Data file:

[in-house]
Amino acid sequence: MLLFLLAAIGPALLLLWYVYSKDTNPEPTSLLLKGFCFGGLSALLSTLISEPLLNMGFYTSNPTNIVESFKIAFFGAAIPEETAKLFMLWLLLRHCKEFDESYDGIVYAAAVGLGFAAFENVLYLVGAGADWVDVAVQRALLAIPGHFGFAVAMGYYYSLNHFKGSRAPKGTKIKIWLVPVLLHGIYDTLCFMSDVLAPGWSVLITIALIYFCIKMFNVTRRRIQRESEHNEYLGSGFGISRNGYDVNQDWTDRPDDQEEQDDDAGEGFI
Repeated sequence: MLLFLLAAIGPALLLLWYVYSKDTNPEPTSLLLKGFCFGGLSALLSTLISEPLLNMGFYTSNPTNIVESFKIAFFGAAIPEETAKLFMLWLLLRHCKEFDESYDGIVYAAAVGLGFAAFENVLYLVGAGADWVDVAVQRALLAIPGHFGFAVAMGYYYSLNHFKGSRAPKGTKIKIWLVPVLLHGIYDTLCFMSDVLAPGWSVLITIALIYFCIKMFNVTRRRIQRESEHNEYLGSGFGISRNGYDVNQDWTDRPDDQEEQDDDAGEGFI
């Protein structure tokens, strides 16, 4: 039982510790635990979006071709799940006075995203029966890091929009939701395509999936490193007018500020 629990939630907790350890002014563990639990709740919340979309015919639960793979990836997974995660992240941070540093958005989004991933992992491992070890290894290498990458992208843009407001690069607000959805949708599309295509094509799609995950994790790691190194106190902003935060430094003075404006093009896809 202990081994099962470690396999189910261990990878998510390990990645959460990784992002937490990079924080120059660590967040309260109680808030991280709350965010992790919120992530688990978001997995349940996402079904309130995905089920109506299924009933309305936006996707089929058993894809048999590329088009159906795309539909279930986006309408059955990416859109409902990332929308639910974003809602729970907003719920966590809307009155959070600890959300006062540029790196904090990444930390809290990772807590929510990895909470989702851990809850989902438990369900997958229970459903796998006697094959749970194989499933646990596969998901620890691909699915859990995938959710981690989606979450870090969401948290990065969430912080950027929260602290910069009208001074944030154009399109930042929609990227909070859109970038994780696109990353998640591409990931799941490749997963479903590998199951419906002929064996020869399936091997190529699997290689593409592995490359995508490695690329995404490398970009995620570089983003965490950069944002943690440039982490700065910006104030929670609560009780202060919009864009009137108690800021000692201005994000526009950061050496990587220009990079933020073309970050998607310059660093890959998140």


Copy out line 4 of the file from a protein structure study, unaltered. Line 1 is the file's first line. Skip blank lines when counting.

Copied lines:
């Protein structure tokens, strides 16, 4: 039982510790635990979006071709799940006075995203029966890091929009939701395509999936490193007018500020 629990939630907790350890002014563990639990709740919340979309015919639960793979990836997974995660992240941070540093958005989004991933992992491992070890290894290498990458992208843009407001690069607000959805949708599309295509094509799609995950994790790691190194106190902003935060430094003075404006093009896809 202990081994099962470690396999189910261990990878998510390990990645959460990784992002937490990079924080120059660590967040309260109680808030991280709350965010992790919120992530688990978001997995349940996402079904309130995905089920109506299924009933309305936006996707089929058993894809048999590329088009159906795309539909279930986006309408059955990416859109409902990332929308639910974003809602729970907003719920966590809307009155959070600890959300006062540029790196904090990444930390809290990772807590929510990895909470989702851990809850989902438990369900997958229970459903796998006697094959749970194989499933646990596969998901620890691909699915859990995938959710981690989606979450870090969401948290990065969430912080950027929260602290910069009208001074944030154009399109930042929609990227909070859109970038994780696109990353998640591409990931799941490749997963479903590998199951419906002929064996020869399936091997190529699997290689593409592995490359995508490695690329995404490398970009995620570089983003965490950069944002943690440039982490700065910006104030929670609560009780202060919009864009009137108690800021000692201005994000526009950061050496990587220009990079933020073309970050998607310059660093890959998140």